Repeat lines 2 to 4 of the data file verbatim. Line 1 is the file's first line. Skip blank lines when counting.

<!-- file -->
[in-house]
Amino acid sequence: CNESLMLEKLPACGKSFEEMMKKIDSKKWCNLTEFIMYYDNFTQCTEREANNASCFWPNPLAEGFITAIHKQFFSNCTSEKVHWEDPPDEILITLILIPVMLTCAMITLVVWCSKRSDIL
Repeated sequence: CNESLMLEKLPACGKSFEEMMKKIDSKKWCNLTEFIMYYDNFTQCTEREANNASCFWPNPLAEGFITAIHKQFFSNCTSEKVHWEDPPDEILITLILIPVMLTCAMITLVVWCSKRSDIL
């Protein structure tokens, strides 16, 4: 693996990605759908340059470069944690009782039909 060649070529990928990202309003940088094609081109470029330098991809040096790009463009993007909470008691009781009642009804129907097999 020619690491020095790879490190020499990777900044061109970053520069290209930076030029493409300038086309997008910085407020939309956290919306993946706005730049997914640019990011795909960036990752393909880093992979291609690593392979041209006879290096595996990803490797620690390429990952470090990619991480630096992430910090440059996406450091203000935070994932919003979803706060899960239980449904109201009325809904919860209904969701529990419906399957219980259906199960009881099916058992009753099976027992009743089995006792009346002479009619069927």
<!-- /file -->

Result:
Amino acid sequence: CNESLMLEKLPACGKSFEEMMKKIDSKKWCNLTEFIMYYDNFTQCTEREANNASCFWPNPLAEGFITAIHKQFFSNCTSEKVHWEDPPDEILITLILIPVMLTCAMITLVVWCSKRSDIL
Repeated sequence: CNESLMLEKLPACGKSFEEMMKKIDSKKWCNLTEFIMYYDNFTQCTEREANNASCFWPNPLAEGFITAIHKQFFSNCTSEKVHWEDPPDEILITLILIPVMLTCAMITLVVWCSKRSDIL
């Protein structure tokens, strides 16, 4: 693996990605759908340059470069944690009782039909 060649070529990928990202309003940088094609081109470029330098991809040096790009463009993007909470008691009781009642009804129907097999 020619690491020095790879490190020499990777900044061109970053520069290209930076030029493409300038086309997008910085407020939309956290919306993946706005730049997914640019990011795909960036990752393909880093992979291609690593392979041209006879290096595996990803490797620690390429990952470090990619991480630096992430910090440059996406450091203000935070994932919003979803706060899960239980449904109201009325809904919860209904969701529990419906399957219980259906199960009881099916058992009753099976027992009743089995006792009346002479009619069927």